One of the passions I have is caring for rescue dogs, particularly hospice dogs. Every one of these dogs was such a pleasure to know. They taught me so much while they were with us. They touched many lives through the rescue programs, play groups and visits that they made throughout their lives. They may be gone, but will never be forgotten.
Daisy (AKA Jody)
Oh this one hurt. Daisy came from an animal shelter in California. She lived there for 5 years. When her time came up, the shelter staff loved her so much that they drove her all the way here, in a blizzard! Jody was a mess when she got here. Complete kennel stress and no use for people. Over a year or so, she came out of her shell and showed us all how truly special she was. I miss her every day and I'm so thankful that she came into my life. Sweet Daisy. Until we meet again......
Miss Stella was a stray who may have run away from a backyard breeder situation. She was afraid and ran away anytime someone would come near her. Over the years, we gained her trust and she became a very trusted friend. This is my favorite picture or her. It was taken in the dog park as she ran back to us after I called her. She looked so happy! Stella died very suddenly, probably from a stroke. She was Whiskey's best friend and he misses her. We will see you soon, Stella.
Emma came to us from a shelter in California. She was left in the overnight holding cage and was scared and confused. She fit right in with the family and when she wasn't on my lap, she was terrorizing the other dogs or hording their toys. She was more of a ranch dog than the big dogs and loved to ride shotgun on the Gator. Emma developed congestive heart failure and died warm in her bed. I hope the same for all of our friends. Sleep well, Emma.
Grover was the first dog that taught me there is nothing better than a trained dog. I had many dogs in the past, but Grover was a dog that did his own thing. No amount of training or training tools slowed him down. He was the classic out-out-of-control hound. He would say hello by getting right into your face and bellowing the hound bay at the top of his lungs. He was a big, loud boy, but no one was ever afraid of him. The neighborhood kids all loved him. One of the neighbor's kid's first words was "no Grover". He lived until he was about 10 years old and after he died, I swore I would never have an untrained dog again. He started me down the path of understanding the real meaning of dog training and who dog trainers are.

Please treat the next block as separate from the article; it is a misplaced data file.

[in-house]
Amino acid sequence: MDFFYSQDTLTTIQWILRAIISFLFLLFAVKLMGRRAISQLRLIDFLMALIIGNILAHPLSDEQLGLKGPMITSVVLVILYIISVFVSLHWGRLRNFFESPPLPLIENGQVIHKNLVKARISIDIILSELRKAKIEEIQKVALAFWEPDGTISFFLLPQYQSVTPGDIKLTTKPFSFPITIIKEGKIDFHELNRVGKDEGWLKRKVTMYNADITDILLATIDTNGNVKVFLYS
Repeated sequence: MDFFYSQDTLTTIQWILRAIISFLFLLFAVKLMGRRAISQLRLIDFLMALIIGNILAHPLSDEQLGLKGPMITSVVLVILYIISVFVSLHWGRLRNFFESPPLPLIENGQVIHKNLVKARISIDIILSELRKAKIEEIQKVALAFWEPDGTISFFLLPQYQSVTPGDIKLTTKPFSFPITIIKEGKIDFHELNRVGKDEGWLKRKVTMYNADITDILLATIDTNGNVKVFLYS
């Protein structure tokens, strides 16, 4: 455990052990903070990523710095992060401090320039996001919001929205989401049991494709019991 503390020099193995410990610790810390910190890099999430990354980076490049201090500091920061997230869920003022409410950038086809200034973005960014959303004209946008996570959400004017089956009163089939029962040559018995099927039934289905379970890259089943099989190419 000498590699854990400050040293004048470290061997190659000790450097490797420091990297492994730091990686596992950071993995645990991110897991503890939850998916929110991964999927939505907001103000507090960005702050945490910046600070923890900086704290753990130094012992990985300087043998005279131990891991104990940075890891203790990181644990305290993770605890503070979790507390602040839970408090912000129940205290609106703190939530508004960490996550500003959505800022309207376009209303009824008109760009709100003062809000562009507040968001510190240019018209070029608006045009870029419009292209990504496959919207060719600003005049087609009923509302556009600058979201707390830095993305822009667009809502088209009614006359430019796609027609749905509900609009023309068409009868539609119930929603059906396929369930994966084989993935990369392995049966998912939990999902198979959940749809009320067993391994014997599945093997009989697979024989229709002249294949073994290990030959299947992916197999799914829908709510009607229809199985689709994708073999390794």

RIP old Grover. You were something to see.
We fostered Xenia from a rescue group in Southern California. Xenia had cancer in her hind leg and was in severe pain. She needed a safe, warm place to be comfortable during her last days. We found a local veterinarian who suggested that we try to amputate the cancerous leg and see how she does with movement and pain. She did amazing. She was with us for another year, almost to the day of the surgery before she crossed the bridge. She was an inspiration to many amputees who she encountered during her walks and play groups. She was a very stoic and noble girl.
Jenkins was a crabby old man who we fostered through the local animal shelter. He had a multitude of medical problems including arthritis and chronic infected and damaged ears. He was also in severe pain. Our veterinarian opened up his ear canals and a week after surgery, he was pain free for probably the first time in a very long time. This picture was when he was looking his most dapper. He had gained probably 40 pounds and was feeling fine. He was with us for about a year before he died. Always a gentleman.
Pete came to live with us as a very young man at the age of 12 weeks. His first week was spent living out of the back of a car due to a flooding and mudslide disaster that hit the small town we were living in at the time. I was on the local all volunteer fire department and was at the fire house for a several days after the storm hit. Pete stayed with a neighbor, who we hardly knew, the night the storm hit. When we came back for him the next day, the neighbor had fallen in love with him, even sleeping with him in her bed. Our neighbor, Jutka was the first friend that Pete introduced us to. Jutka is a great friend still today. Pete was the first dog who made me believe that dogs have feelings and a soul. Pete was the most loving dog I had ever met. When friends would come to the house, he would climb in their lap and lay his head on their chest and give them the most loving look. I don't believe there will ever be a more loving dog than Pete. He was a great friend to everyone who knew him.
Rex was pulled from a local shelter as an old man. I saw him in his kennel howling and just so agitated. I asked the kennel staff about him and they thought that he was getting some dementia, also known as dog sundowners. He was not doing well in the kennel environment. We did a cat check with him, of which he could care less, and brought him home. This picture is his first night home. The neighbor kids loved when we brought a new dog home and there was always a competition for who would get to name them. The young man next door picked Rex. It was perfect. He was a huge, noble dog. Rex was happy to lay in front of the fireplace and just be. He was with us for about 4 months before he crossed the bridge. This dog needed a lot of one-on-one care for his dementia. On some nights, he would be up all night pacing and whining. We spent many nights sleeping on the floor with him as it seemed to calm him down. Fostering an animal can be a lot of work, but we find that it is well worth it. Especially for the old guys who would have probably lived out the rest of their days in the shelter environment. Bringing Rex home mattered to Rex, and that's all that mattered to us.